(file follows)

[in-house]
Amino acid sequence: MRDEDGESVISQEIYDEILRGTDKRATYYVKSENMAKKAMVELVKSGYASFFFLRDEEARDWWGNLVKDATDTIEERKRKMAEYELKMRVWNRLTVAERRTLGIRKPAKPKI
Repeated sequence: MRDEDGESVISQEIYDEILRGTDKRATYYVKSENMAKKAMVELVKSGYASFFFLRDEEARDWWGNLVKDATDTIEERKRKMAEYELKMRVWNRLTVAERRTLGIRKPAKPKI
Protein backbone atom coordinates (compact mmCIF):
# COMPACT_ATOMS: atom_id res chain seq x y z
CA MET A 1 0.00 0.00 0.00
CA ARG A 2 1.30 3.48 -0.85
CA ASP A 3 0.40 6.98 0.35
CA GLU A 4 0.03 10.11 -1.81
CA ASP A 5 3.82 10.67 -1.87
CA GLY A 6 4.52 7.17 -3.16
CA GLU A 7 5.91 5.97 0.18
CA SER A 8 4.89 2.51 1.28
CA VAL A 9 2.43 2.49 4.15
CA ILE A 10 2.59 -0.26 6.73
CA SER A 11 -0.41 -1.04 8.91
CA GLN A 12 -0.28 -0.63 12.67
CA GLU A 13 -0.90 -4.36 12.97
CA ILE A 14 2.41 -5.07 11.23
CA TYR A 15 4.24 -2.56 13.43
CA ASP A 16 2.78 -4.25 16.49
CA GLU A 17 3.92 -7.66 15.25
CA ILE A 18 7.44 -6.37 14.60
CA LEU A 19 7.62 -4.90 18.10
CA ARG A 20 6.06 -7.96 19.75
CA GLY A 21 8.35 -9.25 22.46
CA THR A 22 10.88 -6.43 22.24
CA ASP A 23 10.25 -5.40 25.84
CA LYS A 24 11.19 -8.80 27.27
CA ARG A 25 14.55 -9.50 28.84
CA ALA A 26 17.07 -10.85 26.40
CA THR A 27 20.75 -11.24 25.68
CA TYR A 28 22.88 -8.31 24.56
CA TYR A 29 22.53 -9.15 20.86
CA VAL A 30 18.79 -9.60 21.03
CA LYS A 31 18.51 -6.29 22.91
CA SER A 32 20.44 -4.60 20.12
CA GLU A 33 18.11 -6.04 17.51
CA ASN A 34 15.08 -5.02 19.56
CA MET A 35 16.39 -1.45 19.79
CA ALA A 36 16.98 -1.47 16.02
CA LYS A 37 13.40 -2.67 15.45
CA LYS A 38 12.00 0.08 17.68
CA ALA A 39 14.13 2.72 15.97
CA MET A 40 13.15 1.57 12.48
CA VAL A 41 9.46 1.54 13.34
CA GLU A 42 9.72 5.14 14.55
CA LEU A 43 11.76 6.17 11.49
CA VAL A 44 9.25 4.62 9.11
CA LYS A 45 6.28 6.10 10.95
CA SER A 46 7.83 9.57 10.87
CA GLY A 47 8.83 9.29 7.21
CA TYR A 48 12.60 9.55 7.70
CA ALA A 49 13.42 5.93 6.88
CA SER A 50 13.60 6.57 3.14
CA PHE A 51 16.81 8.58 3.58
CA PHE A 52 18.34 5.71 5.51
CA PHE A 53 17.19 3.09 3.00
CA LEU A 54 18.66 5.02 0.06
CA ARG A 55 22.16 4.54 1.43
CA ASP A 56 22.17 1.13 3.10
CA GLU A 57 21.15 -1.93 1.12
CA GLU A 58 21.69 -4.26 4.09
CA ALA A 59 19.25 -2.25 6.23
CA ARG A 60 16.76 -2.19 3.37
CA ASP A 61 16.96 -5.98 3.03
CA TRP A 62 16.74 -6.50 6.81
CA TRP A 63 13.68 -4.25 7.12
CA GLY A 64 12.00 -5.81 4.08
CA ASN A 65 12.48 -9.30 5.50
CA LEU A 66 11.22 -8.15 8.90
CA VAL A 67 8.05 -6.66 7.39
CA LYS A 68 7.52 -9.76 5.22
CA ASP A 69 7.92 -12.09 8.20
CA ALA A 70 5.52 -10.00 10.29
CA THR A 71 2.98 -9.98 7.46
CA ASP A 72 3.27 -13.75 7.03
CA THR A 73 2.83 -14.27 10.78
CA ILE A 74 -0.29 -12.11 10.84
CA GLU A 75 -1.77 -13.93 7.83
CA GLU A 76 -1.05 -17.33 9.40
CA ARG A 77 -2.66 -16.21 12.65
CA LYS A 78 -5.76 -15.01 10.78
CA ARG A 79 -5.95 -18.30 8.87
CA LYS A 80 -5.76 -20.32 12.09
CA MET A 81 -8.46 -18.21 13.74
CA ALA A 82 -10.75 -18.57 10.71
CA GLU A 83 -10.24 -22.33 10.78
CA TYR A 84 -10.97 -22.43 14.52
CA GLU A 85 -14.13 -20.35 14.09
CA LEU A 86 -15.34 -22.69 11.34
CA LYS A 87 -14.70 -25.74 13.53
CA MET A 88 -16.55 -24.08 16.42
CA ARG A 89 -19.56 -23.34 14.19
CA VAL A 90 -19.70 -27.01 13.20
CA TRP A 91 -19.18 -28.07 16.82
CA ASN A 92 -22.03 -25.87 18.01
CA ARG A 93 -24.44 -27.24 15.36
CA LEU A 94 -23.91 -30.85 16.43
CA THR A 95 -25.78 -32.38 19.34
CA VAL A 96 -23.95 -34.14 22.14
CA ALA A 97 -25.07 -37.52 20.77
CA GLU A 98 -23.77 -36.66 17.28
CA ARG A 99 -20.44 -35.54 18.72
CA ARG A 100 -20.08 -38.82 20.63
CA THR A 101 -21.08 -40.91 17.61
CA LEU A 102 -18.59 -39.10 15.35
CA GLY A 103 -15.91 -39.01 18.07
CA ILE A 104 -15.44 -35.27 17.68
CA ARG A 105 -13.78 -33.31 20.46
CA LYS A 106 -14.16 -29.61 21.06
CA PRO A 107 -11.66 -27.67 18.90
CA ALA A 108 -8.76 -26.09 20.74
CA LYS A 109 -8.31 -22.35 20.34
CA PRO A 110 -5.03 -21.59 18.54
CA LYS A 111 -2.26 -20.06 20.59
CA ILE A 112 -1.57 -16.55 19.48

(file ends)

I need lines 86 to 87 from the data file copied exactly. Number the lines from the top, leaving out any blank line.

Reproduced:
CA MET A 81 -8.46 -18.21 13.74
CA ALA A 82 -10.75 -18.57 10.71